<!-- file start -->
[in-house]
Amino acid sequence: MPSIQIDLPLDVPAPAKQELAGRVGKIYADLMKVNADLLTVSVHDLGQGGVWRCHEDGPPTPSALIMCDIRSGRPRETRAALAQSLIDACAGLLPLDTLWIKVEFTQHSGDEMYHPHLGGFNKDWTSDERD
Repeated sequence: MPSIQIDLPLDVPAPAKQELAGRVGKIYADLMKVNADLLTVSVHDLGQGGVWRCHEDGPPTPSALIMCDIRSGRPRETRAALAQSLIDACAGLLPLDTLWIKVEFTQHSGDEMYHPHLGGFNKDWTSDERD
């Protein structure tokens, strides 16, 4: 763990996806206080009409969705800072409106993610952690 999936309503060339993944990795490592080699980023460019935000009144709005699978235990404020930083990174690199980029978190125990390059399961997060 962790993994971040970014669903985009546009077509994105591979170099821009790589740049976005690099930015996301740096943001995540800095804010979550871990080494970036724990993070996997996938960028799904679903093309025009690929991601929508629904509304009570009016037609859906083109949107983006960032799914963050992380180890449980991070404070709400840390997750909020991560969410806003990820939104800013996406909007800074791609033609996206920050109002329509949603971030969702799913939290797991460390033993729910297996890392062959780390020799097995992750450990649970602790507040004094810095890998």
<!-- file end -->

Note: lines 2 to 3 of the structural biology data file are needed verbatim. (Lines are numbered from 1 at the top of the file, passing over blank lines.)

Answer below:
Amino acid sequence: MPSIQIDLPLDVPAPAKQELAGRVGKIYADLMKVNADLLTVSVHDLGQGGVWRCHEDGPPTPSALIMCDIRSGRPRETRAALAQSLIDACAGLLPLDTLWIKVEFTQHSGDEMYHPHLGGFNKDWTSDERD
Repeated sequence: MPSIQIDLPLDVPAPAKQELAGRVGKIYADLMKVNADLLTVSVHDLGQGGVWRCHEDGPPTPSALIMCDIRSGRPRETRAALAQSLIDACAGLLPLDTLWIKVEFTQHSGDEMYHPHLGGFNKDWTSDERD